In this essay, a multi-constituency model of electoral competition was developed under the assumption that party candidates possessed no effective autonomy. Such a model describes the polar extreme opposite that of the more common single constituency framework, in which candidates have complete autonomy. The existence of a Nash equilibrium to the multi-constituency election game was established under the assumption that parties maximize the expected number of winning seats or behaved as pure independents. Under any other reasonable election goal (e.g., maximize probability of winning a majority of constituencies), this existence breaks down. The nature of any equilibrium was investigated in some detail and the influence of campaign costs - both statutory and non-statutory - on party behaviour analysed. This was found to be qualitatively important. In particular, differing economic resources between parties is sufficient to prevent convergence in policy space. Multi-constituency models raise a whole set of new questions for the spatial theorist. It is clear that the now highly sophisticated single constituency model is insufficient for analysing party behaviour in more general political systems with no proportional representation. This is particularly evident in view of the negative result of section 4. This result also questions the appropriateness of the Nash solution as an equilibrium concept for election games. The generally fragile nature of this solution is well-known: in the present context, though, there is another reservation. Elections take place over a finite time period and observed policies, at least in emphasis, are altered during the campaign. Since the polling day(s) are constitutionally predetermined, there seems no reason why the election per se should occur when the parties offer equilibrium policies. And, since voter distributions change over time, we cannot a priori expect parties to offer essentially identical (spatial) policies at each election. Perhaps, then, we should be looking for optimal policy paths over the electoral period and across elections.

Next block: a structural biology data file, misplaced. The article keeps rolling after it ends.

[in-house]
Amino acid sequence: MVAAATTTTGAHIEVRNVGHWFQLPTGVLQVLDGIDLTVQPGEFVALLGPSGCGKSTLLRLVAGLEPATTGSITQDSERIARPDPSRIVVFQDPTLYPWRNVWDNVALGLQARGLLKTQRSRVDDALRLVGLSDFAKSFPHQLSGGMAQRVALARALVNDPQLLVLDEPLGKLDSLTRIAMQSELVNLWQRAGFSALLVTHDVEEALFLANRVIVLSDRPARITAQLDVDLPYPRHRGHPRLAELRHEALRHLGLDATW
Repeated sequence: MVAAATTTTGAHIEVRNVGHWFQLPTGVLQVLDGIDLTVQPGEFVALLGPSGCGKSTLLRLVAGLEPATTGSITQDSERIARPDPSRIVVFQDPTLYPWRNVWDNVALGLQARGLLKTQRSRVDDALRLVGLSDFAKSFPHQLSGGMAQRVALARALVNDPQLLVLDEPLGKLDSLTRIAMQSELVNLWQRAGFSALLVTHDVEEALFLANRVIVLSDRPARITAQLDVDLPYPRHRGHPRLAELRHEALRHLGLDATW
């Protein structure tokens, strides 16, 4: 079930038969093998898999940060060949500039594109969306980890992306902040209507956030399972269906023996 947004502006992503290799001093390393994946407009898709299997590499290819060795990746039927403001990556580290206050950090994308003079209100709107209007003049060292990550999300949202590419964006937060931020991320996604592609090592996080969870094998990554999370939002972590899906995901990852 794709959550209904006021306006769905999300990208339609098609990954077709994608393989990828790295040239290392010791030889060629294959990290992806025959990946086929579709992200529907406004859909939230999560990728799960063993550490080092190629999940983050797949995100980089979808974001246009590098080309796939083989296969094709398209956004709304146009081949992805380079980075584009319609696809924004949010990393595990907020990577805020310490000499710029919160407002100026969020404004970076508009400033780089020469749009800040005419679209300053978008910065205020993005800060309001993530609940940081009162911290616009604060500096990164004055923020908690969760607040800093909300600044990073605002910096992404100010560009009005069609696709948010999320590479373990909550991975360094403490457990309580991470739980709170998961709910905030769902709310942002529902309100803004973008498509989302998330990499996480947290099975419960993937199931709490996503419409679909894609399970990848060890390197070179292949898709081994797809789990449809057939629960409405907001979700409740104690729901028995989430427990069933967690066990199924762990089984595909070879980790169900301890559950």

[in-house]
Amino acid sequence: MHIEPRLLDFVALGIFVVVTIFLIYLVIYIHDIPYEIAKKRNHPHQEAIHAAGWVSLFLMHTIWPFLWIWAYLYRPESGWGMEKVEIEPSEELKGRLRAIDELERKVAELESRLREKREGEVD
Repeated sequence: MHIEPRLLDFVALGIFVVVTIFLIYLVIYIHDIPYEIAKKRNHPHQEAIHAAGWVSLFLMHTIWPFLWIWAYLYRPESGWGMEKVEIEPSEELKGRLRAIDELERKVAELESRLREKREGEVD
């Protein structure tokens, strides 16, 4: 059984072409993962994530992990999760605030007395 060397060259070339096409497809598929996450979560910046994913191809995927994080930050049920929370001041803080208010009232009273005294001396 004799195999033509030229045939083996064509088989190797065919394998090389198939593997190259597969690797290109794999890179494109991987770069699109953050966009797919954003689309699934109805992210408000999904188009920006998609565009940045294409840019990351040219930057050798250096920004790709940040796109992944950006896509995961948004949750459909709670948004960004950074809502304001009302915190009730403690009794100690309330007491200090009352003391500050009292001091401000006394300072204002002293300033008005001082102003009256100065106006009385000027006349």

ASJC Scopus subject areas
- Sociology and Political Science
- Economics and Econometrics